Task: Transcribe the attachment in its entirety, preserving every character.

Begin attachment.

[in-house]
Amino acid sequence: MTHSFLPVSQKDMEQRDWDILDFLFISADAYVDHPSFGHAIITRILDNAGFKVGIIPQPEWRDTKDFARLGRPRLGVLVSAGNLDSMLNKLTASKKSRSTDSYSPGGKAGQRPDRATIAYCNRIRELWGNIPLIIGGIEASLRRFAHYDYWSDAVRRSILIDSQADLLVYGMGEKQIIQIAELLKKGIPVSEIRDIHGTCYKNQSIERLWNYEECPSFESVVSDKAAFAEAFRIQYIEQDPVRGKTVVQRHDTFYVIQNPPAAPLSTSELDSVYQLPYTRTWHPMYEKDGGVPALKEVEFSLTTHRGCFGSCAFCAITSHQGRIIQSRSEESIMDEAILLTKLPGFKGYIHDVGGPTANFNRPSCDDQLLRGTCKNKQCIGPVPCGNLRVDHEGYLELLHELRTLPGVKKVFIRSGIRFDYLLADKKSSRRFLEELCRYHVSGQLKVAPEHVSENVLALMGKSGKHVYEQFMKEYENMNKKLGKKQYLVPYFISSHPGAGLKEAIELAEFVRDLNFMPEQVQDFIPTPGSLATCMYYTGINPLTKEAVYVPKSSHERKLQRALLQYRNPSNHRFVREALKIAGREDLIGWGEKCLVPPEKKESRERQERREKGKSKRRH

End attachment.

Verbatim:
[in-house]
Amino acid sequence: MTHSFLPVSQKDMEQRDWDILDFLFISADAYVDHPSFGHAIITRILDNAGFKVGIIPQPEWRDTKDFARLGRPRLGVLVSAGNLDSMLNKLTASKKSRSTDSYSPGGKAGQRPDRATIAYCNRIRELWGNIPLIIGGIEASLRRFAHYDYWSDAVRRSILIDSQADLLVYGMGEKQIIQIAELLKKGIPVSEIRDIHGTCYKNQSIERLWNYEECPSFESVVSDKAAFAEAFRIQYIEQDPVRGKTVVQRHDTFYVIQNPPAAPLSTSELDSVYQLPYTRTWHPMYEKDGGVPALKEVEFSLTTHRGCFGSCAFCAITSHQGRIIQSRSEESIMDEAILLTKLPGFKGYIHDVGGPTANFNRPSCDDQLLRGTCKNKQCIGPVPCGNLRVDHEGYLELLHELRTLPGVKKVFIRSGIRFDYLLADKKSSRRFLEELCRYHVSGQLKVAPEHVSENVLALMGKSGKHVYEQFMKEYENMNKKLGKKQYLVPYFISSHPGAGLKEAIELAEFVRDLNFMPEQVQDFIPTPGSLATCMYYTGINPLTKEAVYVPKSSHERKLQRALLQYRNPSNHRFVREALKIAGREDLIGWGEKCLVPPEKKESRERQERREKGKSKRRH